My first job in spring 1949 was at Chorlton Rep in south Manchester. Among the company was a lad named Harry Corbett. When I checked his website I was surprised to discover his father had been an army officer and it was after his mother’s tragic death that, aged 3, he was sent to live with an aunt in Manchester. True the aunt lived in Wythenshawe which was a 1930’s council estate, albeit then a model one, but Harry harped on about his impoverished working class background so much that my mother insisted on feeding him. I’m not sure how much he enjoyed her tea parties. There was already the puppeteer of “Sooty” fame named Harry Corbett so our Harry later added a middle “H.” to his name.

Our last encounter was at the Television Centre when Harry H. Corbett was at the height of his fame in the BBC series “Steptoe & Son”.  He had by then become rather grand – he’d been dubbed “the British Marlon Brando” and fancied himself as an auto-didact intellectual – but he chatted graciously to his ex-colleague.

2.1.2  Phillip Barrett & West Hartlepool

In 1950 I did a twice-nightly season with the Phillip Barrett Company in West Hartlepool.  It was bloody hard work – twelve shows a week, rehearsing next week’s offering during the day – but I enjoyed it.

was an interesting but deeply flawed character.  He hailed from a poor family in a Yorkshire mill town –Picture of Joyce With Phillip Barrett Halifax? Huddersfield? – and once told me that as a teenager he spent hours on the moors, reciting Shakespeare to the sheep. He’d worked for some of the best actor-managers of his day, Johnston Forbes-Robertson, Sir Frank Benson, and could still be very good but all too often some devil made him ham and adlib outrageously.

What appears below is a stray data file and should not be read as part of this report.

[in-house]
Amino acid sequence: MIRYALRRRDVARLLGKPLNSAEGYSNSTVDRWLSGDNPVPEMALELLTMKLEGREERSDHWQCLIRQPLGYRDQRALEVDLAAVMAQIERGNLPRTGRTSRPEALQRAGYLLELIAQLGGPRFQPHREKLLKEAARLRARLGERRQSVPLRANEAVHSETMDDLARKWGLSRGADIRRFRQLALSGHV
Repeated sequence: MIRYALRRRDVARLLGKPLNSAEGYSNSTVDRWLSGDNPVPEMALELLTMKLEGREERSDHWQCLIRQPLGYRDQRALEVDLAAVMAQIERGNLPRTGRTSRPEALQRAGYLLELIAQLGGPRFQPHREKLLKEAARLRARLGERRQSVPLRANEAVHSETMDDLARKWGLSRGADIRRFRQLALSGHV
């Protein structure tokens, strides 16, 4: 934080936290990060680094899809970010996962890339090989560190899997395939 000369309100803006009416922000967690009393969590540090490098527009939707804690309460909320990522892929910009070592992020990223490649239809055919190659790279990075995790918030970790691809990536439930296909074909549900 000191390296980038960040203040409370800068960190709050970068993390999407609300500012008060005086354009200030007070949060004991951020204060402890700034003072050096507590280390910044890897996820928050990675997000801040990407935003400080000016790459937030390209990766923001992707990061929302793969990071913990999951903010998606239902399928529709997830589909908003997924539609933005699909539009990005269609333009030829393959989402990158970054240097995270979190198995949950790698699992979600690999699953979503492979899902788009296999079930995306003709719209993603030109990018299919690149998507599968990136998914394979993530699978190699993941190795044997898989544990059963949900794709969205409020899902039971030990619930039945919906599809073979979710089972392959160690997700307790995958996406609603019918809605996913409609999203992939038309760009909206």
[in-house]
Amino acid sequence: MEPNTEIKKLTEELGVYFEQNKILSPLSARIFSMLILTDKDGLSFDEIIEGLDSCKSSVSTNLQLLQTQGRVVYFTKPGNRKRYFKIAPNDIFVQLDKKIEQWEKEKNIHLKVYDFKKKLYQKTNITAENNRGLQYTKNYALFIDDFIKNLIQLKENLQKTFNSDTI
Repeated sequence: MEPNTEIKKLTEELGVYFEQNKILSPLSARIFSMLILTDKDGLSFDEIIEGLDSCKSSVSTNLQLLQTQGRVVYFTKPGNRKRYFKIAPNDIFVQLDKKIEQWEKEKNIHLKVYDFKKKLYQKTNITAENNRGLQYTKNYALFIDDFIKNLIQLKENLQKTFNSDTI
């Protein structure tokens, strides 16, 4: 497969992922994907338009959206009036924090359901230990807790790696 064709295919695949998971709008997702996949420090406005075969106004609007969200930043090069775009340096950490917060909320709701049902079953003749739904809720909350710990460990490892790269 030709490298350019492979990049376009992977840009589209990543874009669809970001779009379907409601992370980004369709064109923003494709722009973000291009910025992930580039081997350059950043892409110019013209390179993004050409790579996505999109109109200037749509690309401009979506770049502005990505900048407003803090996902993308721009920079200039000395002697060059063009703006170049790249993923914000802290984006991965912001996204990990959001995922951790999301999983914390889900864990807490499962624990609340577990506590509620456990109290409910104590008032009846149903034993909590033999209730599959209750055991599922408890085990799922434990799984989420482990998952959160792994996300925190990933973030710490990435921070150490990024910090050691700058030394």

Once bi-sexual –
Eileen Herlie had been his leading lady and wife and he was very proud when she had a great, in my opinion unwarranted, success in a play called The Eagle Has Two Headsand went on to play Gertrude in Laurence Olivier’s film of “Hamlet” before disappearing.  By the time I knew Phillip he was 100% “queer”, the term by which gays were known. We gathered he liked rough trade, as he once came back from a Sunday in Newcastle-on-Tyne with a bruised face that needed thick applications of “5” and “9” to disguise.

His post-war seasons were highly successful but in 1955 ITV arrived, to sound the death-knell of the old-style weekly reps (and music halls).  Who wanted to turn out on a filthy cold wet night when they could stay at home to watch exciting American series and top-of-the bill acts from the London Palladium?        
Philip struggled on with increasingly tatty tours, until he was declared bankrupt. My mother saw him as an extra in a BBC/TV show, which greatly upset her. The next thing I heard, he’d committed suicide. For several years he brought touches of theatrical magic into thousands of drab lives. Saluti

As a teenager I’d become aware of the gulf between Manchester’s inner city streets and leafy Whalley Range and had been a devotee of George Orwell’s weekly column in the Manchester Evening News, but it was my West Hartlepool landlady Mrs Trotter who made me a life-long, if at times infuriated, Labour supporter, by informing me that her house, 43 Tower Street, was among the 70% back-to-back properties in the town that had one cold tap in the scullery and an often shared bog in the back yard.

Mrs Trotter enlightened me about other aspects of early 1950s British society.  One set of comments went something like this: “The police may be your friends, pet, but they aren’t ours.  You see, pet, if you’re an ambitious bobby you need to make arrests.  Who would you choose?  Me and Alan (her son) or you and your lovely Mum? She’d go straight to a good lawyer, wouldn’t she?  They wouldn’t dare plant evidence on her, would they?”